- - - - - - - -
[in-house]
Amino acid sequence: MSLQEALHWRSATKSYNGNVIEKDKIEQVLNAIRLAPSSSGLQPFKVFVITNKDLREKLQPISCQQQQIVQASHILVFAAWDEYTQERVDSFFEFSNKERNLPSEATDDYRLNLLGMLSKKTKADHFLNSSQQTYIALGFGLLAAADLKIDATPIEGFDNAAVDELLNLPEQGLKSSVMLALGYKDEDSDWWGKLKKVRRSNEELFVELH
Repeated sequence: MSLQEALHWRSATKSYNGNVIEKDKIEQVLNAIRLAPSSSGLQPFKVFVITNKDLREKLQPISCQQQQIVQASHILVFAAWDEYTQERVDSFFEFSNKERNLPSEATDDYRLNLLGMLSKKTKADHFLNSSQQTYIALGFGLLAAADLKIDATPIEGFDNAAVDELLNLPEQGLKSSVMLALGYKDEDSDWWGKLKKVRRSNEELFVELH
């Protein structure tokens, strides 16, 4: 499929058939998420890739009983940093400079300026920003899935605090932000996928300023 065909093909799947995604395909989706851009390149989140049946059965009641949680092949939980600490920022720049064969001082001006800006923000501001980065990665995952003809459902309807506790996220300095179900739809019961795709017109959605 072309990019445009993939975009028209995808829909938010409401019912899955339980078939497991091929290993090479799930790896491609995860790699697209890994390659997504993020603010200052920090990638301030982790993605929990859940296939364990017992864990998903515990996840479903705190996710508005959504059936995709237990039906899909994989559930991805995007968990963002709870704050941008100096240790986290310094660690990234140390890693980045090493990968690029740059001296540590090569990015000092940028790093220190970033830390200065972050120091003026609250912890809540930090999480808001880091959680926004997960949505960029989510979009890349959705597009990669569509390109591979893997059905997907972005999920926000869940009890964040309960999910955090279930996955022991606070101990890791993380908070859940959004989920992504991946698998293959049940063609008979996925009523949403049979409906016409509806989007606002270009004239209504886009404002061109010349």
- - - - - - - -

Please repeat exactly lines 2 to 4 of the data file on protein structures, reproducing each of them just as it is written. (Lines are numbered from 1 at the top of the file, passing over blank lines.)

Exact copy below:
Amino acid sequence: MSLQEALHWRSATKSYNGNVIEKDKIEQVLNAIRLAPSSSGLQPFKVFVITNKDLREKLQPISCQQQQIVQASHILVFAAWDEYTQERVDSFFEFSNKERNLPSEATDDYRLNLLGMLSKKTKADHFLNSSQQTYIALGFGLLAAADLKIDATPIEGFDNAAVDELLNLPEQGLKSSVMLALGYKDEDSDWWGKLKKVRRSNEELFVELH
Repeated sequence: MSLQEALHWRSATKSYNGNVIEKDKIEQVLNAIRLAPSSSGLQPFKVFVITNKDLREKLQPISCQQQQIVQASHILVFAAWDEYTQERVDSFFEFSNKERNLPSEATDDYRLNLLGMLSKKTKADHFLNSSQQTYIALGFGLLAAADLKIDATPIEGFDNAAVDELLNLPEQGLKSSVMLALGYKDEDSDWWGKLKKVRRSNEELFVELH
């Protein structure tokens, strides 16, 4: 499929058939998420890739009983940093400079300026920003899935605090932000996928300023 065909093909799947995604395909989706851009390149989140049946059965009641949680092949939980600490920022720049064969001082001006800006923000501001980065990665995952003809459902309807506790996220300095179900739809019961795709017109959605 072309990019445009993939975009028209995808829909938010409401019912899955339980078939497991091929290993090479799930790896491609995860790699697209890994390659997504993020603010200052920090990638301030982790993605929990859940296939364990017992864990998903515990996840479903705190996710508005959504059936995709237990039906899909994989559930991805995007968990963002709870704050941008100096240790986290310094660690990234140390890693980045090493990968690029740059001296540590090569990015000092940028790093220190970033830390200065972050120091003026609250912890809540930090999480808001880091959680926004997960949505960029989510979009890349959705597009990669569509390109591979893997059905997907972005999920926000869940009890964040309960999910955090279930996955022991606070101990890791993380908070859940959004989920992504991946698998293959049940063609008979996925009523949403049979409906016409509806989007606002270009004239209504886009404002061109010349």